Mt. Princeton in view at last
The last mile and a half required careful, tedious route-finding through large boulders and loose talus. Concentration was mandatory with each step to avoid a slip. Above 13,000' the route became very steep and the boot-worn trail was analogous to a precipitous slip-and-slide of gravel ball-bearings. I often found myself frequently employing all four limbs for greater purchase.

Starting to feel the benefits of having climbed nine mountains already this summer, however, we caught and eventually surpassed most of the climbers that had driven past us earlier that morning.

The last section of Mount Princeton
Mt. Princeton from around 13,000 feet
Four and a half grueling hours after leaving the car behind at the trailhead, we were on Princeton's dramatic summit sharing congratulations with other climbers. One climber loudly claimed Princeton as his "21st fourteener". He added to this voluminous boasting his opinion that "all the mountains looked the same". The Prince was my 14th fourteener, and I couldn't disagree more. I found myself resenting his brand of high-alpine cynicism. Each mountain to me is as unique as the climbers who climb them. He refused to smile when we took his summit photo for him.

View northwest from the summit of Mt. Princeton
View to the northwest from the top
(Mt. Harvard on the right in the distance, Mt. Yale in the center)
So back to the Search and Rescue helicopter...

Word reached the summit, passed along the climbing chain, that somebody had fallen on the mountain. Almost as soon as we heard this disturbing news, a bright-orange Search and Rescue helicopter appeared and proceeded to circle the mountain for most of the remaining day. We could see the entire difficult portion of the climb from the top, and nobody appeared to be injured or in distress of any sort. As we descended we ascertained from other climbers still on their way to the top that a woman was claiming that her daughter had fallen. With understandable panic (had this actually been the case) she had summoned Search and Rescue to the mountain she thought she was climbing: Mt. Princeton. Unfortunately for everyone involved, she had made a major miscalculation and had actually been climbing "Tigger Peak" (Princeton's aforementioned companion mountain).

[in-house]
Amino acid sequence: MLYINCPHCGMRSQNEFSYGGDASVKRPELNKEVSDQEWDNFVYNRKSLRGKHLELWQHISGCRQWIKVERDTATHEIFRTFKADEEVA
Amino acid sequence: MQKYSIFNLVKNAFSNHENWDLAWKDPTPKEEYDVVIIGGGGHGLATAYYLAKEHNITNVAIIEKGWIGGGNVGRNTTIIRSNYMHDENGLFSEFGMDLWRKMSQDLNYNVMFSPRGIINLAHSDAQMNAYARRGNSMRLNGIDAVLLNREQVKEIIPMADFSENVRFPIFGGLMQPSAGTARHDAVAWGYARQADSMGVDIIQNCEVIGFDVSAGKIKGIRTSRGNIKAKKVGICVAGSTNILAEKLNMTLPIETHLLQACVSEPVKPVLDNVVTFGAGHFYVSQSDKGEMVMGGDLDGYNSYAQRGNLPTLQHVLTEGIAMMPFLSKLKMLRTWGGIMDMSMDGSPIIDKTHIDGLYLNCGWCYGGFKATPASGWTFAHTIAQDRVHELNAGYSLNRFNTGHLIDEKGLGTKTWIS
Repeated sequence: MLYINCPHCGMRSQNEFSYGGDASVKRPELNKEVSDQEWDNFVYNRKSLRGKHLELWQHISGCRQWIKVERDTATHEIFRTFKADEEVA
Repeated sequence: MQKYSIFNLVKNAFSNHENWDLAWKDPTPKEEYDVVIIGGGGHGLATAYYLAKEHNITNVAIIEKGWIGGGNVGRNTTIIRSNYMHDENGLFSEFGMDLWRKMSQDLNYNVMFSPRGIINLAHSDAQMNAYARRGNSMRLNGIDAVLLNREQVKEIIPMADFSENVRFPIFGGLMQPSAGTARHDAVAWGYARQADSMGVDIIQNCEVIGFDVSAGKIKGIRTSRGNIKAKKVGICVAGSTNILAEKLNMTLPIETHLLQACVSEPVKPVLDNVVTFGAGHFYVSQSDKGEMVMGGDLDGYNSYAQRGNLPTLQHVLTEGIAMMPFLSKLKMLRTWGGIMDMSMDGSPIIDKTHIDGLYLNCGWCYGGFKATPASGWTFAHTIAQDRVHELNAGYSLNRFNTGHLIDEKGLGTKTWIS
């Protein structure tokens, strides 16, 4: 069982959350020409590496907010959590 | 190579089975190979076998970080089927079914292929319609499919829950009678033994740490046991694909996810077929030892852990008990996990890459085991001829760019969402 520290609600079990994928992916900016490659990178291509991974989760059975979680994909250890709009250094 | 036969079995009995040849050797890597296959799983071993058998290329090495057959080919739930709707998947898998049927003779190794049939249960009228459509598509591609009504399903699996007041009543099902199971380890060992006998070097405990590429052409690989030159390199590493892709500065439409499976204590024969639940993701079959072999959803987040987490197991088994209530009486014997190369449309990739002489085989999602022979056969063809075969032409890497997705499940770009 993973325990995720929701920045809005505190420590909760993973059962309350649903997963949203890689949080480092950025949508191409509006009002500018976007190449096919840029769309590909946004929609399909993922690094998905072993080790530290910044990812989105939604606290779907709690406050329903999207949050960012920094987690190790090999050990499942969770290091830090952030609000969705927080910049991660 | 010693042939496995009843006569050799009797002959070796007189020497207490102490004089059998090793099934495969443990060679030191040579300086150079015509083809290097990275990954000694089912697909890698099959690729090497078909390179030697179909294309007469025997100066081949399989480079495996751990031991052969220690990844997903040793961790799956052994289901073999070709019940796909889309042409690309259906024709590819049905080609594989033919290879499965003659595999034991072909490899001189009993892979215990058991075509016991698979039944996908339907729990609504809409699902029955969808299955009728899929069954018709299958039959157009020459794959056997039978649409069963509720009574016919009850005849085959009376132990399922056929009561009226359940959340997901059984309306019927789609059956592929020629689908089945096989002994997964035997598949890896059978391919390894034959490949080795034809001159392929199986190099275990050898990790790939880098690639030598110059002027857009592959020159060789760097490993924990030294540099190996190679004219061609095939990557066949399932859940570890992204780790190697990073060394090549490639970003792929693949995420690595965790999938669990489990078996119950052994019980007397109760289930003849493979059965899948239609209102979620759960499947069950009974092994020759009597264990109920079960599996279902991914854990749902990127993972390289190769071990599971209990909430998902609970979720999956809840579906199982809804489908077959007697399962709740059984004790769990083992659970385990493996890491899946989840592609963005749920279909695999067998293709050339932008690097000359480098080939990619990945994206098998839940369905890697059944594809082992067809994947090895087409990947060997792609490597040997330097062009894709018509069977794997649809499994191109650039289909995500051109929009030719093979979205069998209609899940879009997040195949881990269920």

Rescue Helicopter on Mt. Princeton
The Rescue chopper dizzily circling overhead
By the time we reached the bottom we had learned the full story: in the process of ascending the wrong peak, mother and daughter had somehow become separated. Panicked, the mother had summoned Search and Rescue. Nobody had ever fallen. Nobody had ever been hurt.

My conclusion from this strange event was that many people climb 14ers who do not take these mountains seriously enough. First of all, nobody should climb a 14er if they haven't done enough research to avoid ending up on the wrong mountain. Proper studying of topo maps and the numerous available guidebooks would have made such a miscalculation almost impossible. Secondly, Search and Rescue should not have been summoned unless there had been, without a doubt, an accident. Ambulances, Sheriffs, a helicopter, and a Chaffee County Search and Rescue team a half-dozen members strong spent the better part of a day searching for a climber who was never in trouble in the first place. These hard-working folk might have had an actual emergency to attend to. This false rescue was a clear waste of resources. Though I was glad, of course, that nobody was injured, I was secretly satisfied with the knowledge that the mother-who-cried-wolf was likely stuck with a $10,000 bill for her mistake.